Why Have Multiple Streams of Income?
By Steve Gillman
You can probably see the value of having many
different streams of money flowing into your life, even if they
only add up to what one big income source might bring in. Like
a farmer who has more than one source of water for his crops,
you are more secure if you have several sources of income. Any
one of them can go dry and you'll still have something coming
in, unlike the employee who has just his paycheck and loses his
job, or, to follow our metaphor a step further, the farmer with
one well that goes dry.
That much is easy to understand, even if you
haven't yet started working on developing those multiple streams
of income. But there are two types of income. If you sell cucumbers
at a farmers market, for example, you can make money only as
long as you are working. But what if you are the guy who owns
the market and rents the spaces out? In that case, once you have
the place set up and hire a manager, you get to go on vacation
while the money keeps coming in. This could be seen as investment
or business income, but at the point that you automate the process
by hiring a manger, it is residual income.
Also called passive or recurring income, this
is money that continues to come in after your initial efforts
to build it. That's better than money you have to keep working
for, isn't it? To return to our farming comparison, it's like
the difference between carrying water by the bucket to water
one's crops and diverting a stream to irrigate them automatically.
It can be useful to have all sorts of income sources, but the
residual ones should be developed if you want greater financial
Developing Streams of Income
Years ago I regularly played chess with an
insurance salesman who was 50 years old. He had plenty of time
to play because he had already retired. How was he able to quit
working at such a young age? By selling policies that paid him
a commission every time the holder renewed them. Every year people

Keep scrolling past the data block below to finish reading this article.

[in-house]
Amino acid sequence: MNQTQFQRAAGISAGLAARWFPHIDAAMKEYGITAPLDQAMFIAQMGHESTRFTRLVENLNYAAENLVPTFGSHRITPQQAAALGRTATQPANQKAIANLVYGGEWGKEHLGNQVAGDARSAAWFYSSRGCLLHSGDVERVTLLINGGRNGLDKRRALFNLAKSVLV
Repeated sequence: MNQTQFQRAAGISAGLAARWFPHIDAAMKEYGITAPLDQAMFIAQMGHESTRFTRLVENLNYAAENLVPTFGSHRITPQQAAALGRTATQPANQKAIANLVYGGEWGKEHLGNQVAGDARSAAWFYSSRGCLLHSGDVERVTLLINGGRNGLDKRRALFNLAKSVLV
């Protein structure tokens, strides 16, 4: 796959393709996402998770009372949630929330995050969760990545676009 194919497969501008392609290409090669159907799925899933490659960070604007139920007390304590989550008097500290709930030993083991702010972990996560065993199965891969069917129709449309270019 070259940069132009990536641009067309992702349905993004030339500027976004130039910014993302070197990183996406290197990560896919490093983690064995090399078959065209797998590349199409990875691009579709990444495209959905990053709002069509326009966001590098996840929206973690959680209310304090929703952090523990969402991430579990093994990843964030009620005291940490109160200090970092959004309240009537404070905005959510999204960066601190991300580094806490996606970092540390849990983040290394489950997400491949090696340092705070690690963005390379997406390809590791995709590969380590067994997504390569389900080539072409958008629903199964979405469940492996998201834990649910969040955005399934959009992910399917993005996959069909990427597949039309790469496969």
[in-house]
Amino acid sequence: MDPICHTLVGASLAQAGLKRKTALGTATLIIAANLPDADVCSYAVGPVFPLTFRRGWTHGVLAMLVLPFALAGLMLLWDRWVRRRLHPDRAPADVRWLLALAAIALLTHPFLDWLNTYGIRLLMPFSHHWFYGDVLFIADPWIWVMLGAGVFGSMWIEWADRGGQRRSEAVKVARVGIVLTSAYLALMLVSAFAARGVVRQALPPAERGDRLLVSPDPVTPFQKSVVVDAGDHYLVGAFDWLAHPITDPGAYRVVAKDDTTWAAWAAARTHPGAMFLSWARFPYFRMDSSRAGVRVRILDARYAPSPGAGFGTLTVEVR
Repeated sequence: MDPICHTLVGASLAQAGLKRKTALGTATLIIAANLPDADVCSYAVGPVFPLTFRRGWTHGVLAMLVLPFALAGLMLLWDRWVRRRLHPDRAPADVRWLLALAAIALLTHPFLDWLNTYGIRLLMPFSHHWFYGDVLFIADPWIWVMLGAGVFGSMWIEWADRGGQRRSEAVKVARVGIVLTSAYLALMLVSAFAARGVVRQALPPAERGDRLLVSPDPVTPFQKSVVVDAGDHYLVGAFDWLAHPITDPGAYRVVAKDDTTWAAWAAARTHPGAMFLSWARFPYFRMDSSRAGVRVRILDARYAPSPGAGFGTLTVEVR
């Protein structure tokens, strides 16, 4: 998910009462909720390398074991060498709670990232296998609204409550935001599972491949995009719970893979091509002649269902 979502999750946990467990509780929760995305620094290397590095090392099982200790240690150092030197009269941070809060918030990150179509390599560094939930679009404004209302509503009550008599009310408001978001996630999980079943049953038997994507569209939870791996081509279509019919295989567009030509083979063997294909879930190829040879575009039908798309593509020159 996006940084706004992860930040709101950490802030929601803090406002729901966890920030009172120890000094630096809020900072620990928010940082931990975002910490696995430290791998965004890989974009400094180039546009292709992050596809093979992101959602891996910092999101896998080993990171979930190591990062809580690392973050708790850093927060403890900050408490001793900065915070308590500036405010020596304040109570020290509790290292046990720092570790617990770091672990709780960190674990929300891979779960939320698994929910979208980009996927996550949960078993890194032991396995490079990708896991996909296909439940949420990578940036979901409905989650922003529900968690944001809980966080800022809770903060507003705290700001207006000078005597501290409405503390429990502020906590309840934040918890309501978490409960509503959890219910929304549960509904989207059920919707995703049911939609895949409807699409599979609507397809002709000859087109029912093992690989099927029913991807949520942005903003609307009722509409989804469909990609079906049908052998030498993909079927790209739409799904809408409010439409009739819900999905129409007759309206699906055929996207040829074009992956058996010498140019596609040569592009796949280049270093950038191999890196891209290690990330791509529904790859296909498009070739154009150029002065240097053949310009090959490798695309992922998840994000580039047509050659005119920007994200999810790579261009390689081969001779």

renewed their policies and he got a percentage. He probably worked
hard to get to that point, but then the income continued to come
in without additional work.
At the start of 2005 I built a website on
how to remove carpet stains, putting in one long hard week at
the computer (I had been a carpet cleaner at one time). I mostly
ignored the site in the years that followed, and spent less than
a dozen hours a year maintaining it. Meanwhile almost $50,000
flowed into my bank account from that site (howtoremovecarpetstains.com in case you're interested).
Traffic to the site dropped off and now the revenue is down to
less than $200 per month. But there are two important points
related to this. The first is that while the money was flowing
in it allowed me to spend time developing other sources of income.
The second point is that I did develop other sources;
it's a good idea to keep working on new streams of income even
if things are going well with the others at the moment.
My wife and I sold a mobile home on a lot
a few years back. We are taking payments on it, which allowed
the buyer to purchase it more easily. He bought it as an investment
and is renting it out -- which provides him with an income stream.
Selling it that way allowed us to get a higher price, and we
get good interest as well. The money comes in every month. We
have to renew this income stream eventually, of course, perhaps
by buying another property and selling it for payments again.
I get a newsletter from a man who buys high-dividend
stocks. He doesn't worry about where the prices of the stocks
go from month to month, because the dividend checks just keep
coming in. The work was in doing the research necessary to find
solid companies that are unlikely to cut their dividends. Then
once he invested a chunk of money the stream flows without much
additional effort (but of course occasional research and new
investments are a good idea).
Here are some examples of residual income:
- Rent collected from real estate
- Dividends from stocks
- Interest from secured loans
- Rent from a tenant in the house
- Pay per click revenue from automated websites
- Ongoing commissions from selling things
- Royalties from writing a book
- Licensing royalties from an invention
It can be helpful to have several sources
of non-residual income too, like a job, a stand at the flea market
on weekends, a second job, a profitable hobby, and so on. But
try to take some of the money from these sources and invest it
into income that is keeps coming in after the hard work is done.
To finish with a personal story, my wife and
I watched for years as our internet business revenue dropped
off by over 80%, and we're watching as it continues to fall.
But having several source of income has made the adjustment easier.
I have royalties from my book, 101 Weird Ways to Make Money,
interest coming in from a loan secured by real estate, and payments
from the sale of real estate that will continue for a few more
years. And although it has been difficult to adjust to our falling
income, our online business still generates enough to pay most
of the bills, and various jobs (my wife teaches part time, I
paint and do other work) and small business projects provide
enough excess income to invest into the next residual income
source. It is comforting to know that we can't lose all of our
income at once.
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